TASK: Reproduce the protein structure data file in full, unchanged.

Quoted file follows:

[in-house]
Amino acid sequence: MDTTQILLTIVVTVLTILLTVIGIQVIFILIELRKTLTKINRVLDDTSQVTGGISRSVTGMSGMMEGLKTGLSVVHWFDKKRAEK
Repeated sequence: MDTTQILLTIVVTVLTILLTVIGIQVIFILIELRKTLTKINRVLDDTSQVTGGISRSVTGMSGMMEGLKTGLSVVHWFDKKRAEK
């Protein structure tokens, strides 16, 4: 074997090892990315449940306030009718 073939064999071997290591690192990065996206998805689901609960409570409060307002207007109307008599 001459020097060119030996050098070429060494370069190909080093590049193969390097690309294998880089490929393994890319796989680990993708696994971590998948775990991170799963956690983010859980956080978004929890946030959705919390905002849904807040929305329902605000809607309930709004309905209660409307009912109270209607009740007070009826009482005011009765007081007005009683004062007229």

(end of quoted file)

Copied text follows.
[in-house]
Amino acid sequence: MDTTQILLTIVVTVLTILLTVIGIQVIFILIELRKTLTKINRVLDDTSQVTGGISRSVTGMSGMMEGLKTGLSVVHWFDKKRAEK
Repeated sequence: MDTTQILLTIVVTVLTILLTVIGIQVIFILIELRKTLTKINRVLDDTSQVTGGISRSVTGMSGMMEGLKTGLSVVHWFDKKRAEK
């Protein structure tokens, strides 16, 4: 074997090892990315449940306030009718 073939064999071997290591690192990065996206998805689901609960409570409060307002207007109307008599 001459020097060119030996050098070429060494370069190909080093590049193969390097690309294998880089490929393994890319796989680990993708696994971590998948775990991170799963956690983010859980956080978004929890946030959705919390905002849904807040929305329902605000809607309930709004309905209660409307009912109270209607009740007070009826009482005011009765007081007005009683004062007229």